Brookfield – Donald Trump, turning his focus to Wisconsin even as another controversy cast a shadow over his campaign, said Tuesday he will no longer honor his pledge to support the eventual Republican presidential nominee. And his two Republican rivals, Texas Sen. Ted Cruz and Ohio Gov. John Kasich, also refused to say they would support Trump or whoever is the nominee.
Wisconsin’s April 5 primary is shaping up as pivotal in the Republican race. Should Cruz win, it would narrow Trump’s already tight path to the nomination and raise the prospect of a contested convention in July in Cleveland where delegates might turn to other candidates should the real estate mogul fail to win on the first ballot.
All three Republicans appeared separately at a CNN town hall in Milwaukee one week before Wisconsin’s April 5 primary. Both Democratic candidates, former Secretary of State Hillary Clinton and Vermont Sen. Bernie Sanders, also campaigned in the Midwestern state.
Trump said he was rescinding his promise to back the Republican nominee because “I have been treated very unfairly.” He listed the Republican National Committee, the Republican Party and the party establishment among those he believes have wronged him.
Kasich and Cruz also refused to say whether they would stand by the pledge.
“If the nominee is somebody I think is really hurting the country, and dividing the country, I can’t stand behind them,” Kasich said. Cruz refused to commit to backing Trump, saying if the billionaire businessman were the nominee it would hand the election to Clinton.
Trump also said he thinks the top roles of the U.S. government include security, health care and education, even though he has called for eliminating the U.S. Department of Education.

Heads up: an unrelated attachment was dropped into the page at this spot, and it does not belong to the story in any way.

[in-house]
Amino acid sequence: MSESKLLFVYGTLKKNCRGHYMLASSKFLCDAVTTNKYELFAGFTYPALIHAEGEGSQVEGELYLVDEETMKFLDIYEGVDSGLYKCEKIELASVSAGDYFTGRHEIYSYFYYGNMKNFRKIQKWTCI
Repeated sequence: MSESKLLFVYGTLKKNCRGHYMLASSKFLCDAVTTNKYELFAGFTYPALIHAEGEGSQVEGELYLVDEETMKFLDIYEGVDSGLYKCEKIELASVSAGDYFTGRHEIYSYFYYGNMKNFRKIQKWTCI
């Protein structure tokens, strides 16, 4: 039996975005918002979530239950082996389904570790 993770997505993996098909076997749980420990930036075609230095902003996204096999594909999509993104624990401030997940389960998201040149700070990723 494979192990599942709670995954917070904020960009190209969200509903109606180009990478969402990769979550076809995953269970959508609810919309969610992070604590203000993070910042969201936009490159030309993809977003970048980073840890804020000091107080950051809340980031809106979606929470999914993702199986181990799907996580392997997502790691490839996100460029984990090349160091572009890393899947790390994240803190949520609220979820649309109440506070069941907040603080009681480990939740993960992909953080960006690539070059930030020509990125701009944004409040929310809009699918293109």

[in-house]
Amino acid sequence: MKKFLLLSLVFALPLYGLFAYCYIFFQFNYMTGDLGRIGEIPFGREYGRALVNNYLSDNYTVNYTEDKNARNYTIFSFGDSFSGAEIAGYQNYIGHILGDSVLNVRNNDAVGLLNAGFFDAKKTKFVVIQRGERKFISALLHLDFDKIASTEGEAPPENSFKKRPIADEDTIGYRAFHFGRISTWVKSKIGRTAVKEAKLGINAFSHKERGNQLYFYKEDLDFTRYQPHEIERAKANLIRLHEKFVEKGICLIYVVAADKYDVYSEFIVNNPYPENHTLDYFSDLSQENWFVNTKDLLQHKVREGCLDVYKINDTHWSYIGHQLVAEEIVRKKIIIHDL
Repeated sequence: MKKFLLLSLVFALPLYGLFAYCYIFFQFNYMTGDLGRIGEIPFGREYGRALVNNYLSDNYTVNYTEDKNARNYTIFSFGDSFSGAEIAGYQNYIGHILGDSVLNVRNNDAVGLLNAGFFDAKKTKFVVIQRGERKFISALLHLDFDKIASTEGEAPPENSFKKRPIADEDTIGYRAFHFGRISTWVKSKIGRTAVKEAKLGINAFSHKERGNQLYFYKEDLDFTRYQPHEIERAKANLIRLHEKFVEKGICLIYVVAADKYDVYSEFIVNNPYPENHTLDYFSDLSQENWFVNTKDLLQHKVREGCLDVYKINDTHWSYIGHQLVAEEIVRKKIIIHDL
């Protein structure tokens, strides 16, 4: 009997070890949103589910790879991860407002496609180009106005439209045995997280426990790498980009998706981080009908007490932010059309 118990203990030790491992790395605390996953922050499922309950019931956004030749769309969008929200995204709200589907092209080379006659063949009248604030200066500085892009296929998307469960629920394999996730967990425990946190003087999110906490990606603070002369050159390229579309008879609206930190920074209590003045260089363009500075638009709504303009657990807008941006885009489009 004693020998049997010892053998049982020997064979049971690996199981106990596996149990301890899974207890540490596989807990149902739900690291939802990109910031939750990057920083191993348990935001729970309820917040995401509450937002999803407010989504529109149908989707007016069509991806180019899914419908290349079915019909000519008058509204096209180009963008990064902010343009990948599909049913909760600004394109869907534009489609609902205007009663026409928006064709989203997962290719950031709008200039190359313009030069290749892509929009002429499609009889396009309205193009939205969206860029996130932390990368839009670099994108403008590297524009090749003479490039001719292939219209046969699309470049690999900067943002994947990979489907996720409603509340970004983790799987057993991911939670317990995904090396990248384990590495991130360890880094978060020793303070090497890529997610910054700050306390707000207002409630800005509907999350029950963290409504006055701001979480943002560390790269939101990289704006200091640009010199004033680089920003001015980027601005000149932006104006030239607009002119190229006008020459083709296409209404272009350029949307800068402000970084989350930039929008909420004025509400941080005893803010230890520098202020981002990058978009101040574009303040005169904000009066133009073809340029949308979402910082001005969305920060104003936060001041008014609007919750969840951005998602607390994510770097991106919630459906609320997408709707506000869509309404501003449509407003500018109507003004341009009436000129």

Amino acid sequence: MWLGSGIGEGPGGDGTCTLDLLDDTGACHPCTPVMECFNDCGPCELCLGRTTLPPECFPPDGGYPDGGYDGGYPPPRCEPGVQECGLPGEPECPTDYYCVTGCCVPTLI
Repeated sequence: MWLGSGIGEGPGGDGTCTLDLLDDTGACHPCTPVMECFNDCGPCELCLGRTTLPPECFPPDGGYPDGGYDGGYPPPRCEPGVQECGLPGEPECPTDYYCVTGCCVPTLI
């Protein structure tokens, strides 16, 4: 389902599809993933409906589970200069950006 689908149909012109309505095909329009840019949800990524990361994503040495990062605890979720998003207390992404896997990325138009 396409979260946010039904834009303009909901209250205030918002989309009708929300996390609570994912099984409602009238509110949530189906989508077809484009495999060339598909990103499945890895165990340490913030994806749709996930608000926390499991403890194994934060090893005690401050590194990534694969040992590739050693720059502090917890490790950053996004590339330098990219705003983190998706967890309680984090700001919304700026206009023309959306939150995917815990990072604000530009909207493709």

Trump arrived in Wisconsin fending off another controversy. His campaign manager, Corey Lewandowski, was charged with misdemeanor battery in Florida on Tuesday over an altercation with a female reporter earlier this month, prompting Cruz to accuse the front-runner of fostering a culture of “abusive behavior.”
Trump heads into Wisconsin with 739 delegates to Cruz’s 465. Kasich lags behind with 143. Wisconsin has 42 Republican delegates, with 18 going to the statewide winner and 24 divided among the winners in each of the state’s eight congressional districts
Trump told supporters at a rally that “if we win Wisconsin, it’s pretty much over,” noting his significant delegate lead over both Cruz and Kasich. Trump held the rally in Janesville, Wisconsin, hometown of House Speaker Paul Ryan – who last week called for more civility in politics even as the Republican presidential race grew more personal and nasty.
Cruz, speaking at the town hall, said his focus was on winning the Republican nomination – either by getting the 1,237 delegates necessary by the end of the primary season or capturing it at the Republican National Convention in July.
“We are competing to win,” Cruz said. “We’re not competing to stop Donald Trump. … Donald is not going to be the GOP nominee. We’re going to beat him.”
While Trump dealt with questions about the Lewandowski charges, Cruz picked up support from some of the state’s most influential voices. Wisconsin Gov. Scott Walker, a former Republican presidential contender, endorsed Cruz Tuesday, saying he believes the Texas senator is best positioned to win the party’s nomination and defeat Clinton.
In an interview on Milwaukee’s WTMJ radio, Walker noted Cruz’s fights in Congress with both Republicans and Democrats. “This is a guy who has been consistent in his positions and, when push comes to shove, will stand up for the people he represents over the interests in Washington,” Walker said. – AFP/UNB